The parents of a child in primary school have sat through two hours of bad dancing, acting, speeches and musical performances at the end-of-year assembly, without the aid of drugs or alcohol.
“It was the longest two hours of our lives but we’re proud of how we handled it,” the father said. “I don’t think anyone noticed my wife’s snoring and I only screamed in despair once. A man in the front row tried to gouge his eyes out at one point, but luckily the school only has safety scissors.”
The mother said she would petition the school to streamline the assembly next year, with only the most talented children, such as her son, to be given an opportunity to perform.
“Our child is an adorable and talented genius, unlike all those other hacks whose performances we had to suffer through. It’s sad so many parents have such a distorted perception of their own children,” she said.
Healthy Harold has copped an unadulterated roasting today after admitting he didn’t bother warning 1990s and ’00s kids about ice because he never enjoyed it that much, so he thought it wouldn’t catch on.
This isn’t the first time Harold’s underestimated a drug – he was famously transformed into an enormous giraffe puppet after drinking bong water at a school fete – yet with more than 92 per cent of Australians addicted to ice, it’s certainly his biggest goof.
“Mate, to tell you the truth, I didn’t think it was that strong a high,” Harold said. “The frisbee-sized pingers you could get on the rave scene at the time were where it was at. You needed to sit down and eat them with a knife and fork.”
Harold said that if he’s fired over the blunder, he’s cooked up a few ideas about things he can do with the van.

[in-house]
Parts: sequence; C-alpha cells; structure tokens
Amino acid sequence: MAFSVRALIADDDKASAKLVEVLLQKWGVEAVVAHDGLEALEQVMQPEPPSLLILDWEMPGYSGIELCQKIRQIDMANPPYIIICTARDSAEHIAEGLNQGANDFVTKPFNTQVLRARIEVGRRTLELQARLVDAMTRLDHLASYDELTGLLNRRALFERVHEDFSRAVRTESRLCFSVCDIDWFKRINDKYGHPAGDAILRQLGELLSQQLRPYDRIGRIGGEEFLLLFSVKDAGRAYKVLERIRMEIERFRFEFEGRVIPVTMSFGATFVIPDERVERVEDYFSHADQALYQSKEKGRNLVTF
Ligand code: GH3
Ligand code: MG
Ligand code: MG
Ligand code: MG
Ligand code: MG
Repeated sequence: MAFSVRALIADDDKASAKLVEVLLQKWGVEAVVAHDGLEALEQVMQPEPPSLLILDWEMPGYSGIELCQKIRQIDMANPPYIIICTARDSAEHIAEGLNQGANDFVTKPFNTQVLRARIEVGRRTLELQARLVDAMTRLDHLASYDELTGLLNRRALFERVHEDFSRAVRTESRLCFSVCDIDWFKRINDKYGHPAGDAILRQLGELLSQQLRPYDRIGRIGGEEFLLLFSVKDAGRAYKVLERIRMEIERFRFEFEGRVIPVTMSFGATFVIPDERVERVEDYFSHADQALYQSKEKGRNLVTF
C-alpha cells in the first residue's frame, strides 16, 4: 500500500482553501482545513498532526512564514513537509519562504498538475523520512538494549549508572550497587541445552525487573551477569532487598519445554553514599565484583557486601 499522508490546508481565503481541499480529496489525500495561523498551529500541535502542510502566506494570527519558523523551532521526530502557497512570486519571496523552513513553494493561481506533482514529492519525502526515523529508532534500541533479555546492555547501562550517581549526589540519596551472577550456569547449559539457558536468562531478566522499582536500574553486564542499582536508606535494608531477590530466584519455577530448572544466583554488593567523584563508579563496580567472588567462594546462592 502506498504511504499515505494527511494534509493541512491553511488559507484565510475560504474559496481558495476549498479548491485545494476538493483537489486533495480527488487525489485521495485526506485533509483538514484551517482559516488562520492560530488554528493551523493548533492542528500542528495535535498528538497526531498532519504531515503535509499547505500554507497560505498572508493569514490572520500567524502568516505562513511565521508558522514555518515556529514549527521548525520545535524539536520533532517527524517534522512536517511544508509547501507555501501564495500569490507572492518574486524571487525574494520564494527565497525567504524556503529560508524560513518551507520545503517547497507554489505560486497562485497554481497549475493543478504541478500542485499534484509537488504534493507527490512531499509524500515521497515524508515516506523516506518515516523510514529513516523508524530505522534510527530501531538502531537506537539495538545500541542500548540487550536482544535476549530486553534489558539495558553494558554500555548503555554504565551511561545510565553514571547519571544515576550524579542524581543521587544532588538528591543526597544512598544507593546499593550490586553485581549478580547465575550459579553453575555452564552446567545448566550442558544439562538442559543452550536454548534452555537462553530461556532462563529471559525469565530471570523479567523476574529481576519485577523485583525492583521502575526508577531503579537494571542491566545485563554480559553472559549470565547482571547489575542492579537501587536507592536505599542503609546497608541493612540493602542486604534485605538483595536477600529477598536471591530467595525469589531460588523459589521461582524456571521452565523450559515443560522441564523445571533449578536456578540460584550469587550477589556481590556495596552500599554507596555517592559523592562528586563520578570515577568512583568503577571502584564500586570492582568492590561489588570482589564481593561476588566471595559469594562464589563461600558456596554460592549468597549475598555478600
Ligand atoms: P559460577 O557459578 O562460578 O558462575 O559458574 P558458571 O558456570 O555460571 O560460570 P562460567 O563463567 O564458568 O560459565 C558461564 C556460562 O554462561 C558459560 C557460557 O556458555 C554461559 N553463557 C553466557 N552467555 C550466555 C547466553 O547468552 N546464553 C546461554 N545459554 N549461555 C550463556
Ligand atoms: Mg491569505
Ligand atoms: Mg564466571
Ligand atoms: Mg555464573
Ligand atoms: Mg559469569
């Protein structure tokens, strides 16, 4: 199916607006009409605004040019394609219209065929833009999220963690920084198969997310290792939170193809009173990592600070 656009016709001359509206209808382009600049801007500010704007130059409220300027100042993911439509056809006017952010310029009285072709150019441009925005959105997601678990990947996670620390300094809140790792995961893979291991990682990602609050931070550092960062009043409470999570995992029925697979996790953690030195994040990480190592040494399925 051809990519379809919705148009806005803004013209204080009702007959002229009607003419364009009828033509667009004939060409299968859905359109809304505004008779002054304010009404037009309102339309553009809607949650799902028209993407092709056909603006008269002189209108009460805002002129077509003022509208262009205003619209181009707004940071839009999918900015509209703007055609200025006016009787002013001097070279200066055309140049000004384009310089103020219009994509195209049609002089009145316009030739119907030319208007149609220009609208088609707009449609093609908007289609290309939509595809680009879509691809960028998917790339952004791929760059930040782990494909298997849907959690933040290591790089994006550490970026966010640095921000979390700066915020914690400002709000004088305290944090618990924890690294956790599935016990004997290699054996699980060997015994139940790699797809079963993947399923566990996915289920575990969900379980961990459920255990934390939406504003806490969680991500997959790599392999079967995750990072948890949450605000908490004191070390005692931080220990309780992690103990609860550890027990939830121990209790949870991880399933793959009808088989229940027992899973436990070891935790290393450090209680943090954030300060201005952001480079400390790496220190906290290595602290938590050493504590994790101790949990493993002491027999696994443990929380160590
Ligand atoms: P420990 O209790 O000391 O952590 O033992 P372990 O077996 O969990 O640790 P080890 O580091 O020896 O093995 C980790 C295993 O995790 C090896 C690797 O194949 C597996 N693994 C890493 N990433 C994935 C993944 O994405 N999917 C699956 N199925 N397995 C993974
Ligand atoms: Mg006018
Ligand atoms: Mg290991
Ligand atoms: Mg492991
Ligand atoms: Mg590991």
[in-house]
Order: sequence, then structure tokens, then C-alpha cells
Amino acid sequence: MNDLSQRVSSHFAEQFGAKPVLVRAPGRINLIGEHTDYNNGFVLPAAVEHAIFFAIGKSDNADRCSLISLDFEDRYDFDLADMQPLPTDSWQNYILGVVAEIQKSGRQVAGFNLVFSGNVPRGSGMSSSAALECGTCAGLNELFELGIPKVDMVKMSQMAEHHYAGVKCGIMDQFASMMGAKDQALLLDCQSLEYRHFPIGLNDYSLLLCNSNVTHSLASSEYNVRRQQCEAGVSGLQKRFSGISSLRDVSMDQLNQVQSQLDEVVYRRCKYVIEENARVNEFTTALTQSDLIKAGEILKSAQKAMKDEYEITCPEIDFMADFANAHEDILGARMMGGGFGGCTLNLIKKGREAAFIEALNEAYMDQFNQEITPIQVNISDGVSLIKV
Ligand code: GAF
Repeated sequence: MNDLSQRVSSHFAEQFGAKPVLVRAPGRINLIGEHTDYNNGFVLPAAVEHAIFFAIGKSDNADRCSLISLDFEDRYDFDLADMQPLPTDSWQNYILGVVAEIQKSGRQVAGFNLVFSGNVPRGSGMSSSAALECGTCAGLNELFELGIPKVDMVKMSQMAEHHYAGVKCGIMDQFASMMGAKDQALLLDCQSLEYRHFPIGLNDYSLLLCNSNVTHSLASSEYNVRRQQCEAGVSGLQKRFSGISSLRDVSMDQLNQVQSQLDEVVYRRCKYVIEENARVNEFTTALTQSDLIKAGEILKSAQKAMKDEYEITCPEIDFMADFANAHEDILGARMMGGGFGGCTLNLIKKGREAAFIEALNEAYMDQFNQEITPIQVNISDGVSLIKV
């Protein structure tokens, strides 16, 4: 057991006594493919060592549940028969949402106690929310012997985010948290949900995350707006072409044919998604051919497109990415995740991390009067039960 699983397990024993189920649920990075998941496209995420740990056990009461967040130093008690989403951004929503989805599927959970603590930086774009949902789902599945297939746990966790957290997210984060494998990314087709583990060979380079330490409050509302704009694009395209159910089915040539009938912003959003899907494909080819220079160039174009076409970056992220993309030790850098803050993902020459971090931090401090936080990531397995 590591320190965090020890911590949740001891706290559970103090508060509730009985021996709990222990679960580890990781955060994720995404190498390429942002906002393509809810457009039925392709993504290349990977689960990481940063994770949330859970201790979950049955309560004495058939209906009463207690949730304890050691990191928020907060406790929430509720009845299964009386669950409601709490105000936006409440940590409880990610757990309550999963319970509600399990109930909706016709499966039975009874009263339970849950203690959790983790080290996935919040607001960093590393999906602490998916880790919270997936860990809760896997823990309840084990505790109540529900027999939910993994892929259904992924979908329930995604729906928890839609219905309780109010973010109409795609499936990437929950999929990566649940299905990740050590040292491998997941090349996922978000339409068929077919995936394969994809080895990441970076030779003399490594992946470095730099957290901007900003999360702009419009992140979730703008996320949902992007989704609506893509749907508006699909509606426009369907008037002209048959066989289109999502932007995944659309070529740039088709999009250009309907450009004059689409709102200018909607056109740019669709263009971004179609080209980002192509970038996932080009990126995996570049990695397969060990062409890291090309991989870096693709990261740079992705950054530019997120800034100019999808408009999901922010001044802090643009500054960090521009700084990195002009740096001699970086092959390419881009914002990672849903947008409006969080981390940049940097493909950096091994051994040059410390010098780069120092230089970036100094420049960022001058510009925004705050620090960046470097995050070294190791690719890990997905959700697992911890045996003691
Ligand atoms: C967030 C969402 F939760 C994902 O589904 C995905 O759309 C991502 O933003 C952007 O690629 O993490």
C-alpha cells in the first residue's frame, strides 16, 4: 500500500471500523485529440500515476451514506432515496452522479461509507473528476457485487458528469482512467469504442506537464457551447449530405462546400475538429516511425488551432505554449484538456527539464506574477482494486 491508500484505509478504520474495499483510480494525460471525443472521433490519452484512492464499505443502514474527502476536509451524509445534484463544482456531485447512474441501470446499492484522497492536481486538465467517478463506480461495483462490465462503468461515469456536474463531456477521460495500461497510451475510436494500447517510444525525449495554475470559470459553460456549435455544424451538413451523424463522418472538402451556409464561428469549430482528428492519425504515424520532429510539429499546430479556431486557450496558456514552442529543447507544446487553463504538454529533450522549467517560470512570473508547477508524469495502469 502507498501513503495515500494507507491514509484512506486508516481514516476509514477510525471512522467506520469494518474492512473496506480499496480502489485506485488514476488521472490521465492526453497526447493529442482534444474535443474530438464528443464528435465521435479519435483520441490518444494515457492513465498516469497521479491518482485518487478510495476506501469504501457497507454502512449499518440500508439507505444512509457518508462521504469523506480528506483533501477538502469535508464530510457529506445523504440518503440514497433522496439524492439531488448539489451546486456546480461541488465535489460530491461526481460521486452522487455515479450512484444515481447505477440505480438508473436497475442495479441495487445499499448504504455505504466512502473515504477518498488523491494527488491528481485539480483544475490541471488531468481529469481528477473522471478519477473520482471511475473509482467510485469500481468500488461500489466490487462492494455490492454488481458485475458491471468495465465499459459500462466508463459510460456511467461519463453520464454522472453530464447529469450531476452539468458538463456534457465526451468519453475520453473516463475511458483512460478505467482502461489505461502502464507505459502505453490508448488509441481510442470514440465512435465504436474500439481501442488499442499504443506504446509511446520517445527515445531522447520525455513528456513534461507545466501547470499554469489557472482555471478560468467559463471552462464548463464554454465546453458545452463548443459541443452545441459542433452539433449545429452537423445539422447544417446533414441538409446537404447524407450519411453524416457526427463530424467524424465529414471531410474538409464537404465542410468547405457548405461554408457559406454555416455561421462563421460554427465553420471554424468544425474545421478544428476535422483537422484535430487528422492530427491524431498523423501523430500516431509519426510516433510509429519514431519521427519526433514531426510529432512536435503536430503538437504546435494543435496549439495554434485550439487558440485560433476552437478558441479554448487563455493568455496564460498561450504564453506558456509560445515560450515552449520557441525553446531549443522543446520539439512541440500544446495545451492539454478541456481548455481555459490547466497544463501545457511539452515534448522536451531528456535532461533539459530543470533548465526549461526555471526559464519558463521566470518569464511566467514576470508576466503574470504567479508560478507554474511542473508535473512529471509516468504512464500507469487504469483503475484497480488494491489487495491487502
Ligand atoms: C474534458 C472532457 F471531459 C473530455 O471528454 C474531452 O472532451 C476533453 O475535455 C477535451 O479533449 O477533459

The NSW Pokies Federation has introduced new laws banning several illegal moves that they say dramatically minimise the need for skill and create an unfair playing lounge.
Moves that will be outlawed from today include hitting the spin button with the edge of your schooner glass, switching bet amounts to reset the odds, and tapping the screen three times with your finger before choosing a suit on a gamble.
“Most players do the right thing when competing, but there’re going to be cheats in every sport,” the chairman for the NSW Pokies Federation said. “Most people don’t know it, but we already have cameras inside pokies to track facial expressions that reveal emotions, so we’ll simply use the cameras to also catch people using performance enhancers like lighting a smoke before initiating a feature.”
Respectable pokie players are shocked and embarrassed that some players have brought shame and controversy to “the nation’s game”.
“I’ve always been proud to tell everyone how much I earned on the pokies, in fact, that’s sometimes all I talk about,” one player said. “But now I’m worried people will think I didn’t put the work in and just cheated.”
Those caught cheating will receive a harsh 15-minute exile in the main bar, with no access to the complimentary mini spring rolls with sweet chilli sauce.
A Sydney man is in hospital with chronic drunkenness pains after the Uber he ordered to take him to the pub arrived four minutes early, forcing him to drink 400 of his 680 pre-drinks beers in under 30 seconds.
A government health spokesperson has slammed Uber, calling for an “urgent review” of the ride-sharing service.
“What a horror story. My thoughts and prayers are with this man who was trying to do the right thing by not driving after 680 beers and avoiding arriving at the pub feeling a bit awkward because he hadn’t consumed a sufficient amount of alcohol,” he said. “It’s irresponsible of the Uber to put people in this position and it’s happening far too often. Punctuality can be deadly.”
The victim’s friends, who are also in hospital recovering from the evening, said they weren’t concerned when the man failed to turn up at the pub.